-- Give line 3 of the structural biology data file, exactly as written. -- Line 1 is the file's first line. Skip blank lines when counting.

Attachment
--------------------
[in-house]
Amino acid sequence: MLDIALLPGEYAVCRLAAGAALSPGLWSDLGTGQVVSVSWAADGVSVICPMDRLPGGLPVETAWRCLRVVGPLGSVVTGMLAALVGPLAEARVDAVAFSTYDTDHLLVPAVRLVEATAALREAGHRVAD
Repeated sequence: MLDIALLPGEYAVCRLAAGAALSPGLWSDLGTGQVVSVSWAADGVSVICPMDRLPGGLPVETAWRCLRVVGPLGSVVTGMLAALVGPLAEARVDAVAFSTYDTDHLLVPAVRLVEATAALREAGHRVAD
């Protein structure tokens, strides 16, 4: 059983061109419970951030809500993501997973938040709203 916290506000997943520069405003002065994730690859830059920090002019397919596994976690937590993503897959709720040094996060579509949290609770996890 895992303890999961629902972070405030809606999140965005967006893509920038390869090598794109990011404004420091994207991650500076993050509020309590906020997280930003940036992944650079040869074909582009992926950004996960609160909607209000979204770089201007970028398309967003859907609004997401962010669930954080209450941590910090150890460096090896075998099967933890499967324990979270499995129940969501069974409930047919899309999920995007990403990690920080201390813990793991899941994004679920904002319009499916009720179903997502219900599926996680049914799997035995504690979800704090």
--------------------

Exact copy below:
Repeated sequence: MLDIALLPGEYAVCRLAAGAALSPGLWSDLGTGQVVSVSWAADGVSVICPMDRLPGGLPVETAWRCLRVVGPLGSVVTGMLAALVGPLAEARVDAVAFSTYDTDHLLVPAVRLVEATAALREAGHRVAD